"Dit Adieu, Jean-Phillipe..."

The Seahawks' Wednesday was marked by one arrival and one departure. While the team and the city were very excited to welcome new receiver Deion Branch to his first practice in Seahawks blue, head coach Mike Holmgren had to make a tough announcement that put a damper on the day.

Long snapper Jean-Phillipe Darche, the special teams standout and 2006 Seahawks co-captain, was placed on the injured reserve list after a long-term hip injury finally found the Montreal native unable to play further. Holmgren revealed in his weekly Wednesday press conference that Darche’s condition had long been an issue. “It’s been bothering him and it’s gotten worse and worse, and no amount of rest or treatment has seemed to have helped,” Holmgren said. “Obviously he’s very disappointed. He’s a wonderful guy, and has done a great job for us. Now they fix it and in the meantime we have to find somebody, and we’ve worked out some guys, and I don’t want to say anything until we’ve actually done the deal.”

Later in the day, "the deal” was made public, as the Seahawks signed former Falcons TE/LS Derek Rackley. Rackley passed a physical and was added to the roster.

Darche said that he injured the hip in off-season workouts. The injury "kind of went away," he said, "then re-surfaced in training camp." He will undergo arthroscopic surgery next week, and is expected to make a full recovery.

Darche’s physical status, Holmgren revealed, was a factor in the two blocked field goals suffered by the Seahawks in their 9-6 win over the Detroit Lions last Sunday. He has no strength to push against anybody,” Holmgren said. “He has a blocking assignment after he snaps the ball and he couldn’t execute it. It wasn’t J.P.’s fault, but as a result normally he can help them and create a little squeeze in there and he couldn’t do it.

“He made a valiant effort in the game Sunday, but it was painful to watch and now we’ve got to fix it.”

Holmgren also talked about Darche’s value, and the value of certain unheralded special teams positions. Being able to rely on that man in the middle is only a noticeable factor when said man doesn’t do his job, and disaster results. “He’s been great,” the coach said of his long snapper since 2000 who had never missed a game in his NFL career until now. “I can’t remember a real bad snap. I really can’t. We’ve had mishaps on special teams, but as far as what he was asked to do and also covering kicks and blocking, he was great.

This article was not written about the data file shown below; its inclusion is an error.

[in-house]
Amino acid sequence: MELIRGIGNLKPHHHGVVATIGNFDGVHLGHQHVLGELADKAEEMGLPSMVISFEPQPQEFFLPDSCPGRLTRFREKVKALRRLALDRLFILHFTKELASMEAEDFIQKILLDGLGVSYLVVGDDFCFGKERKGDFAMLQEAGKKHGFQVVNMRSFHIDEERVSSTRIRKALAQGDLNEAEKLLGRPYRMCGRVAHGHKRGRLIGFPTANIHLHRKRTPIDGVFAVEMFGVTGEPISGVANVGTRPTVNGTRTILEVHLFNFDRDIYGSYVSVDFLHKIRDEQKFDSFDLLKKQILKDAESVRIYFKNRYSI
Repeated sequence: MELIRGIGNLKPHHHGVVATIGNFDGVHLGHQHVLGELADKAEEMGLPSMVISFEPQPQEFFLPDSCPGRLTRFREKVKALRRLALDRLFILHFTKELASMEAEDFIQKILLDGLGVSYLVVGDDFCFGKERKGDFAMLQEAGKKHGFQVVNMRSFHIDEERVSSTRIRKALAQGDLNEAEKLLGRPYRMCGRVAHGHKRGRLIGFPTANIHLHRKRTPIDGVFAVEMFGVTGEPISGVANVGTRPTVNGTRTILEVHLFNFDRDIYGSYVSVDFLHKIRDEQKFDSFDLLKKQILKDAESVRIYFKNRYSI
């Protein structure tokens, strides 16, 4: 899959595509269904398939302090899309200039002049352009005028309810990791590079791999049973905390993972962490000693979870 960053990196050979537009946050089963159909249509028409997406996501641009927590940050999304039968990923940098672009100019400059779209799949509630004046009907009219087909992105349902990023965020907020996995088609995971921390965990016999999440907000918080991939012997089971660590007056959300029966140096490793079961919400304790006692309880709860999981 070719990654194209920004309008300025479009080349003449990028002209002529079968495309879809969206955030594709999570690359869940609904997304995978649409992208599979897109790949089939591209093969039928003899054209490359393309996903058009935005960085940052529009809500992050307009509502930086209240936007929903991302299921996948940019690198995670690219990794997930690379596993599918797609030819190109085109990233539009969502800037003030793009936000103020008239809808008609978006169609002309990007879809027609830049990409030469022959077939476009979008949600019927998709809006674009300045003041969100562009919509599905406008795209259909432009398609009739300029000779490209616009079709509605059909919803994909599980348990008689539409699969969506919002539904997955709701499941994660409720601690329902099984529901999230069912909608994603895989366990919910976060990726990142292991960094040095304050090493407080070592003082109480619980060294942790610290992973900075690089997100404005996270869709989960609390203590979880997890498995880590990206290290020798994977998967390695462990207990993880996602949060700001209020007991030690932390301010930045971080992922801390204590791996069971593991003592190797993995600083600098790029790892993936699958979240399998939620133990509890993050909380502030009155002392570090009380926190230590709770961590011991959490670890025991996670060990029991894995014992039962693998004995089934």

”Teams had typically undersized centers, you’d see tight ends in there, you’d see guys about JP’s size, they were just getting mauled, it got to be a little dangerous in our opinion, so the league changed the rule where you can’t be right over the center, the interior people have to at least be on the center’s shoulders.”

Holmgren doesn’t see the scenario where a player like guard Chris Gray, who has experience at center, could move over and do the job full-time – the position is worth a roster spot in and of itself. “Gray has done PATs and field goals before, and in an emergency he could do a punt. That’s become a very specialized position in the league in the last few years. It’s a very important position.”

“I think it’s a little amazing to me that guys coming out of college aren’t more skilled at this, because it’s a way to stay in the National Football League, and stay in the league for a long time if you can do this, if this is your skill,” Holmgren continued.

As for Darche himself, no amount of praise from his coach can temper the blow of a lost season. 2006 is the last year of his current contract. "It's extremely, extremely disappointing and tough to handle right now," Darche told Dan Ralph of The Canadian Press today.

"I had a cortisone shot a couple of times and everything was kind of good, but it flared up before Sunday's game and during the game it was unbearable. I had another cortisone shot Monday and tried to get better for this weekend but it's not getting any better, so I'll need surgery."

The highlight of Darche's career so far may have been the game-clinching recovery of a Shaun McDonald punt return fumble when the Seahawks beat the St. Louis Rams, 37-31, in October of 2005 at the Edward Jones Dome. The Seahawks had been under the Rams' thumbs for years until that win, which typified Seattle's miracle season.

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